Top-Down Versus Bottom-Up Learning in Cognitive Skill Acquisition.Ron Sun - unknown
    This paper explores the interaction between implicit and explicit processes during skill learning, in terms of top-down learning (that is, learning that goes from explicit to implicit knowledge) versus bottom-up learning (that is, learning that goes from implicit to explicit knowledge). Instead of studying each type of knowledge (implicit or explicit) in isolation, we stress the interaction between the two types, especially in terms of one type giving rise to the other, and its effects on learning. The work presents (...)
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  27. Analytic Versus Continental: Arguments on the Methods and Value of Philosophy.James Chase & Jack Reynolds - 2010 - Routledge.
    Throughout much of the twentieth century, the relationship between analytic and continental philosophy has been one of disinterest, caution or hostility. Recent debates in philosophy have highlighted some of the similarities between the two approaches and even envisaged a post-continental and post-analytic philosophy. Opening with a history of key encounters between philosophers of opposing camps since the late nineteenth century - from Frege and Husserl to Derrida and Searle - the book goes on to explore in detail the main methodological (...)
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  28.  45
    Dividends Behavior in State- Versus Family-Controlled Firms: Evidence From Hong Kong. [REVIEW]Tina T. He, Wilson X. B. Li & Gordon Y. N. Tang - 2012 - Journal of Business Ethics 110 (1):97-112.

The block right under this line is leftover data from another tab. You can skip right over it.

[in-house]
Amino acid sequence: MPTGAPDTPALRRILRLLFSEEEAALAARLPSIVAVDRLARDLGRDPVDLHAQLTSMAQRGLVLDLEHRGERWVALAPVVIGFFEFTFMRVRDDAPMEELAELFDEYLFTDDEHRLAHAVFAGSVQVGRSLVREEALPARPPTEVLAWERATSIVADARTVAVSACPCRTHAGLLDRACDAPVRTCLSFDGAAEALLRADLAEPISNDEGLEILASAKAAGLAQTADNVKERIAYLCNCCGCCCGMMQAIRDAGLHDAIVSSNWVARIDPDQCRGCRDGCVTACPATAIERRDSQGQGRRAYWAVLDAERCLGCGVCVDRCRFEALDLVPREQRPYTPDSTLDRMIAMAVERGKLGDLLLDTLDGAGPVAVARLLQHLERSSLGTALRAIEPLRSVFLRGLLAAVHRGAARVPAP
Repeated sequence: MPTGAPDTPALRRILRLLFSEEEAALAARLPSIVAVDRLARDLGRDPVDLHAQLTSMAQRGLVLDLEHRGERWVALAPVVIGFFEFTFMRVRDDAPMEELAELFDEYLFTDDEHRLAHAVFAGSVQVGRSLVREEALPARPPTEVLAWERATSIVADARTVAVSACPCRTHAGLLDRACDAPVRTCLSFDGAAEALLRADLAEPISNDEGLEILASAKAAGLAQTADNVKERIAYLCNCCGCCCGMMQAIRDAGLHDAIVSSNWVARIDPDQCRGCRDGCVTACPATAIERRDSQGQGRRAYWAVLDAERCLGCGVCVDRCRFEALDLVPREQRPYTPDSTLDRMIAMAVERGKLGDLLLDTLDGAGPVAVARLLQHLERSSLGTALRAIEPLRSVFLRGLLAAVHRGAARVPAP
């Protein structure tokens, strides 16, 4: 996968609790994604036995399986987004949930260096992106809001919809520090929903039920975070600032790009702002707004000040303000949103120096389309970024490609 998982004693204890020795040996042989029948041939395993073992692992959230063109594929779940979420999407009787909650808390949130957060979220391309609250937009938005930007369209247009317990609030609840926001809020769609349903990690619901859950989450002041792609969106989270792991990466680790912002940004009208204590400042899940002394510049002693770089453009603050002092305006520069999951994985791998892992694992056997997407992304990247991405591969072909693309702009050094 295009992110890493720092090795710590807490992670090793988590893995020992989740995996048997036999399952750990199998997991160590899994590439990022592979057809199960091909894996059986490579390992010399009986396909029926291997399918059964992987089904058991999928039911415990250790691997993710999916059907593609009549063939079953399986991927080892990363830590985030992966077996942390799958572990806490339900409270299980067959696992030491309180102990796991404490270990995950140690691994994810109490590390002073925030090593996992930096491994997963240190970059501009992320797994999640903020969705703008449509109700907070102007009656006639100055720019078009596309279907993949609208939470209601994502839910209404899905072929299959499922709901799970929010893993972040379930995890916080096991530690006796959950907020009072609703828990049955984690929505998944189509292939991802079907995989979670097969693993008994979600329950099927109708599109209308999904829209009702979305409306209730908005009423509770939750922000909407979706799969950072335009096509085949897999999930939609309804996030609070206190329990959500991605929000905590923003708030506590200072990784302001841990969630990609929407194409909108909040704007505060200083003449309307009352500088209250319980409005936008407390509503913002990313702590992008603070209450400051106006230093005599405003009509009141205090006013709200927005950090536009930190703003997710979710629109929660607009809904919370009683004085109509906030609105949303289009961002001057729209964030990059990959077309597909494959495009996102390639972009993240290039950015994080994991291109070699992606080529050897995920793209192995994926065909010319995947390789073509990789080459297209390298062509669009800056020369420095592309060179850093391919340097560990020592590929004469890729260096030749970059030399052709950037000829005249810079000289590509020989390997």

This study comparatively examines the dividends behavior in state-controlled firms versus family-controlled firms. With the sample of large industrial firms listed on the Main Board of Hong Kong Stock Exchange, we investigate the dividends payment rates, stability of dividends payment, the effects of firm size, profitability and growth opportunity on likelihood to pay dividends, as well as the concentration of dividend in state-controlled versus family-controlled firms. Based on the findings, we derive some ethical implications of dividends policy regarding (...)
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  29.  55
    “To Pirate or Not to Pirate”: A Comparative Study of the Ethical Versus Other Influences on the Consumer’s Software Acquisition-Mode Decision. [REVIEW]Pola B. Gupta, Stephen J. Gould & Bharath Pola - 2004 - Journal of Business Ethics 55 (3):255 - 274.
    Consumers of software often face an acquisition-mode decision, namely whether to purchase or pirate that software. In terms of consumer welfare, consumers who pirate software may stand in opposition to those who purchase it. Marketers also face a decision whether to attempt to thwart that piracy or to ignore, if not encourage it as an aid to their softwares diffusion, and policymakers face the decision whether to adopt interventionist policies, which are government-centric, or laissez faire policies, which are marketer-centric. Here (...)